Athens from the Sea, or, How I Nearly Died.

Athens old port from the sea scaled

“That’s a big camera!”, exclaimed the Captain. Leaning in, he conspiratorially whispered:

“Would you like to go up the mast?”

I peered up into the sky, into which the mast disappeared like a beanstalk. I looked back at the Captain, wondering if this was some sort of practical joke.

“Sure, why not”, I replied, not clear as I did so who was more surprised, me, with my general fear of heights, or the Captain, whose bluff I was fairly sure I had just called.

As it turned out, the most surprised of all was the organiser of our trip, who, upon hearing of the plan, turned a rather pale colour and started murmuring in a concerned fashion about insurance.

We should probably rewind a tiny bit for context.

greek flag sea

I had the pleasure in April of this year to visit Athens for a few days, to attend a local travel trade show and put together some content for the upcoming TBEX Travel blogging conference.

I spent the first few days in the Vougliameni region – think fast cars, big boats and gorgeous beaches, with a side order of recession – an adventure that I told you about here.

After that it was into Athens proper, where I saw as many of the sights as I possibly could whilst finding time to fill my face with a giant pile of tasty Greek food. Naturally, a post filled with pictures of the Acropolis is en route.

In addition to that, another adventure that was arranged for me was a day on the open sea with luxury yachting firm Brama Yachts.

Brama yacht from the sea

This seemed like a jolly fine way to spend a day, particularly as I’ve never suffered from sea sickness, so despite the weather on the designated day being towards the blustery tempest end of the wind scale, I was excited to take part. Last time I sailed in these waters after all, I had a most magnificent time.

Our vessel for the day was a four bedroom Catamaran, naturally featuring loads of space, both for living and for getting a lovely view as the horizon gently lurched from side to side. To help with the horizon lurching, there was a table loaded up with local treats, including both wine and beer. Yes indeed, a fine way to pass a day.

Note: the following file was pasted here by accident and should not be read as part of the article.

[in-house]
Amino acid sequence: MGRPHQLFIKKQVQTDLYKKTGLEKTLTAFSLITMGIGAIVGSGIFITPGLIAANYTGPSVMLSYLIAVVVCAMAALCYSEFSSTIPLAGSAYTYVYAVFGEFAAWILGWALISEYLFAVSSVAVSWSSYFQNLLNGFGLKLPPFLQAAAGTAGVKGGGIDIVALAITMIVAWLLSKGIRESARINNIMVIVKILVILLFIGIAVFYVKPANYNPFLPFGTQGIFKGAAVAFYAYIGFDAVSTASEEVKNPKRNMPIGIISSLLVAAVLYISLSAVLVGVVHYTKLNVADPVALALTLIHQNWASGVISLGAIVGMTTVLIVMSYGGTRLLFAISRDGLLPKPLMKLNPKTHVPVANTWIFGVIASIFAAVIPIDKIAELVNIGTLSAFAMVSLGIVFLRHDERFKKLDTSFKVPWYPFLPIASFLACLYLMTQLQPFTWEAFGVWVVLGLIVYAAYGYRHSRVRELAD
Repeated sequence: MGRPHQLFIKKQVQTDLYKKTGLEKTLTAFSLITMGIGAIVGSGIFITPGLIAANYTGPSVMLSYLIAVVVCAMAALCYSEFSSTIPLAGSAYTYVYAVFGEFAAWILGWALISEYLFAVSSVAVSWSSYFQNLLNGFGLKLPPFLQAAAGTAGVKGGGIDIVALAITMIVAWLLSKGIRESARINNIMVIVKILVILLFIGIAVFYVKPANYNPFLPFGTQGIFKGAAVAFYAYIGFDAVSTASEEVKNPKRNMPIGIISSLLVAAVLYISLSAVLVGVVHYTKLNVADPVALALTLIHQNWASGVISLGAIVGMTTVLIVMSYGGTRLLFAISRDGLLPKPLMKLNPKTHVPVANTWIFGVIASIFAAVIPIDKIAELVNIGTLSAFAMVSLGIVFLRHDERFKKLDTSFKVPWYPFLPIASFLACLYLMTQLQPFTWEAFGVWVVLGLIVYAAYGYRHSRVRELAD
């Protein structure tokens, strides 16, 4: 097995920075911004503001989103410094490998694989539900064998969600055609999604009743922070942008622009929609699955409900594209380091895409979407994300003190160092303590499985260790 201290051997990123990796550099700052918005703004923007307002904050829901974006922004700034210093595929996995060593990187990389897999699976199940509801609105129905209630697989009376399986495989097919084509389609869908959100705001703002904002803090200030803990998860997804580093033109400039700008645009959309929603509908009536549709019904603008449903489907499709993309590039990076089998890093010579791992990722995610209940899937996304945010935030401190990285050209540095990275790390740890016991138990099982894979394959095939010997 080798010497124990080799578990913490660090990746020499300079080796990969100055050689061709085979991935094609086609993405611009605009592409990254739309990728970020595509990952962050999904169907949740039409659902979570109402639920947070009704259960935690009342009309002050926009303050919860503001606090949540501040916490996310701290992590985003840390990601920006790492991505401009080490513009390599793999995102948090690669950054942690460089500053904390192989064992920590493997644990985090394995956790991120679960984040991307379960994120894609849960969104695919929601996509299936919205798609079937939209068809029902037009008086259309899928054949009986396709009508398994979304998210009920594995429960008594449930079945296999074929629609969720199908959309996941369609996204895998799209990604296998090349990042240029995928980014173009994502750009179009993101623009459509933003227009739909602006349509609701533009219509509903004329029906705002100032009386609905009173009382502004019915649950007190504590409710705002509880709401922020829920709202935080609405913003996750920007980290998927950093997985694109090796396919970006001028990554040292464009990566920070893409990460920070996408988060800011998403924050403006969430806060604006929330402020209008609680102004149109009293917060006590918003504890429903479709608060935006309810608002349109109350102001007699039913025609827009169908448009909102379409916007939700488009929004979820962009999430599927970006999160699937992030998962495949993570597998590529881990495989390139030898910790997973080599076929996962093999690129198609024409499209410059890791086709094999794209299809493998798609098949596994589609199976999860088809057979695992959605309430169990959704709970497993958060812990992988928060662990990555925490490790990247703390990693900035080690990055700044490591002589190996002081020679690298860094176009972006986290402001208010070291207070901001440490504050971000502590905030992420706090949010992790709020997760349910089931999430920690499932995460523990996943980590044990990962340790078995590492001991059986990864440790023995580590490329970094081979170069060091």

Unfortunately, as mentioned, the sea was a little rough and the wind a little strong, so we couldn’t explore quite as much as we had hoped, as the ride was a little bumpy. We went up and down the coast though, admiring such sights as the old port, the vista of Athens from the sea, and various point of historical interest. Greece has quite a lot of those, it turns out.

yacht sailing 1

It was around mid way into our adventure when the conversation at the start of this tale took place. I was wandering the deck of the catamaran with my camera in hand (to see what caught the Captain’s eye, check out our photography gear post here, full of essentials for getting sent up a yacht mast), and well, before I knew it, I’d agreed to something possibly quite dangerous.

Still, the Captain seemed convinced of his brilliant idea, and I was committed. Before I knew it, a deckhand was helping me into a worryingly flimsy looking chair, and instructing me that, whatever I did, I should not let go of the mast. Doing so would cause me to swing about all over the place above the deck, which would be A Bad Thing.

My fellow travel companions looked at me in the way that people look at people whose bits they might have to scrape up in the imminent future.The trip organiser was clearly already envisioning the paperwork.

people yacht sailing greece athens

I wondered how I was going to take photos whilst clinging desperately to the mast, because one hand clinging seemed like A Bad Idea.

The boat lurched all over the place in the sea, oblivious to the fact that this was going to make my adventure just a little bit more exciting.

All of the above happened in pretty much an instant, because the next thing I knew, someone was pulling a rope and I was going up the mast.